American Dietetic Association survey: Healthcare system should focus on nutrition
NEW YORK The simple fact is — there are more fat people in this country than there are skinny people. Some 66% of Americans field a body-mass index above 25, according to the 2003-2004 National Health and Nutrition Examination Survey. And as part of that figure, there are more than 72 million Americans who are clinically obese, with BMIs over 30, according to the Centers for Disease Control and Prevention.
Consider the number of chronic disease states around which carrying excess weight on the body is a contributing factor — heart disease, diabetes and osteoarthritis, among others — and you can just imagine the accountants over at the Centers for Medicare and Medicaid Services trying to figure out how to squeeze those ever-fattening healthcare costs into future budgets.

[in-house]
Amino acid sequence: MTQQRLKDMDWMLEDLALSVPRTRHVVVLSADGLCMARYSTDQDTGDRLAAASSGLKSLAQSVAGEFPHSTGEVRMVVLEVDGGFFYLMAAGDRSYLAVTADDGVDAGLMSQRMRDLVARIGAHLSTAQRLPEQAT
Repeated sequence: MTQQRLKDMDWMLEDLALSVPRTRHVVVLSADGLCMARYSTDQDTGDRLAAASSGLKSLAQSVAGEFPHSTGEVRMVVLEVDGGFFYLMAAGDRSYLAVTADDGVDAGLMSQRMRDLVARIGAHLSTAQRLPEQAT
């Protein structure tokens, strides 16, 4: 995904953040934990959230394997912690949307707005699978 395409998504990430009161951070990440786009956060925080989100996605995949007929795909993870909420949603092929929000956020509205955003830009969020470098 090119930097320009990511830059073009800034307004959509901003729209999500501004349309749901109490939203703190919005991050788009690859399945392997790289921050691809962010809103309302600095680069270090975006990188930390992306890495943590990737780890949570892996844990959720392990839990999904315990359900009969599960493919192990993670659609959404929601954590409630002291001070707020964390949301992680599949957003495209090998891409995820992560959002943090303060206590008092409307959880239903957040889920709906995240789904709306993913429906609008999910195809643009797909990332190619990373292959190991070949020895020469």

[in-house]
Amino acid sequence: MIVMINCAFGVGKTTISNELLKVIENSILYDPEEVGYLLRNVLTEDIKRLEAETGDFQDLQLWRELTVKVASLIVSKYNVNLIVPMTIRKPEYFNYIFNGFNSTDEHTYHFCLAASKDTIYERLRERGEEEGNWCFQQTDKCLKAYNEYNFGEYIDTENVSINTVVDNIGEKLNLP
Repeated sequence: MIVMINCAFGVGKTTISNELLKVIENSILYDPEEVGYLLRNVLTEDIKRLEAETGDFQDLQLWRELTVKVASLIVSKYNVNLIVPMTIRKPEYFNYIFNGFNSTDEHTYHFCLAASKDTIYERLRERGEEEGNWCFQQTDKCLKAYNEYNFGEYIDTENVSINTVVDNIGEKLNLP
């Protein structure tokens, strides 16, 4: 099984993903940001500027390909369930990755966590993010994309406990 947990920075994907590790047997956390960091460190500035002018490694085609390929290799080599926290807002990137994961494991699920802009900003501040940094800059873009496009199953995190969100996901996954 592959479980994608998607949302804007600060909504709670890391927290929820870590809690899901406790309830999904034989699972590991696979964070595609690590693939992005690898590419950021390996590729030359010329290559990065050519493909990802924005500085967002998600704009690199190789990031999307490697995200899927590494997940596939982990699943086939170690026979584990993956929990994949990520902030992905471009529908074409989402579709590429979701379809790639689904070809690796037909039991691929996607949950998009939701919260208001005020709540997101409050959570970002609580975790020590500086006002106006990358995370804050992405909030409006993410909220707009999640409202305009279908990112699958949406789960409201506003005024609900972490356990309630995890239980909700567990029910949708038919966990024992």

“Policies that keep people healthy and prevent disease must be central to our efforts,” stressed ADA president Jessie Pavlinac. “It is exciting that Congress and the White House are both discussing true changes to the way the U.S. delivers health care. In particular, it is clear that prevention will take on a large role.”
A healthcare system that stresses the promotion of health and wellness so that disease-state management would be less necessary actually spells opportunity for retail pharmacy. Future Medicare beneficiaries may not need as many pharmaceuticals going forward, but they would have a greater need for reliable healthcare information that could be provided by one of two trusted healthcare professionals already in that retail setting — the community pharmacist and the convenience-care clinician.